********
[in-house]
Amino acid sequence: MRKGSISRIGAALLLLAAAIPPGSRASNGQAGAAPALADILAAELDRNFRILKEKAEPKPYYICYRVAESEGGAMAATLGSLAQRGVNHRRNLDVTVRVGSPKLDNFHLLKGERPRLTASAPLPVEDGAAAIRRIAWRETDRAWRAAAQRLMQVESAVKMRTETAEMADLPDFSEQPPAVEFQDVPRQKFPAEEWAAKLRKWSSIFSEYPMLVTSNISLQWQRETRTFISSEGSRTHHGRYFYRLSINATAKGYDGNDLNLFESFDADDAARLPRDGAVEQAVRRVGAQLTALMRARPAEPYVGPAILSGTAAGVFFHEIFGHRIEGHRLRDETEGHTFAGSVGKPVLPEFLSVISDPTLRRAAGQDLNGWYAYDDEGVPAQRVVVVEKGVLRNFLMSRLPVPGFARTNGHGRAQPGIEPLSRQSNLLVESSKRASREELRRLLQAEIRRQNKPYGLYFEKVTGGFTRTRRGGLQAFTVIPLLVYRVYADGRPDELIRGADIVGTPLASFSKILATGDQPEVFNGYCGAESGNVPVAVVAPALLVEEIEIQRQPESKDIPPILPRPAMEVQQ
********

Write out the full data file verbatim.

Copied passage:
[in-house]
Amino acid sequence: MRKGSISRIGAALLLLAAAIPPGSRASNGQAGAAPALADILAAELDRNFRILKEKAEPKPYYICYRVAESEGGAMAATLGSLAQRGVNHRRNLDVTVRVGSPKLDNFHLLKGERPRLTASAPLPVEDGAAAIRRIAWRETDRAWRAAAQRLMQVESAVKMRTETAEMADLPDFSEQPPAVEFQDVPRQKFPAEEWAAKLRKWSSIFSEYPMLVTSNISLQWQRETRTFISSEGSRTHHGRYFYRLSINATAKGYDGNDLNLFESFDADDAARLPRDGAVEQAVRRVGAQLTALMRARPAEPYVGPAILSGTAAGVFFHEIFGHRIEGHRLRDETEGHTFAGSVGKPVLPEFLSVISDPTLRRAAGQDLNGWYAYDDEGVPAQRVVVVEKGVLRNFLMSRLPVPGFARTNGHGRAQPGIEPLSRQSNLLVESSKRASREELRRLLQAEIRRQNKPYGLYFEKVTGGFTRTRRGGLQAFTVIPLLVYRVYADGRPDELIRGADIVGTPLASFSKILATGDQPEVFNGYCGAESGNVPVAVVAPALLVEEIEIQRQPESKDIPPILPRPAMEVQQ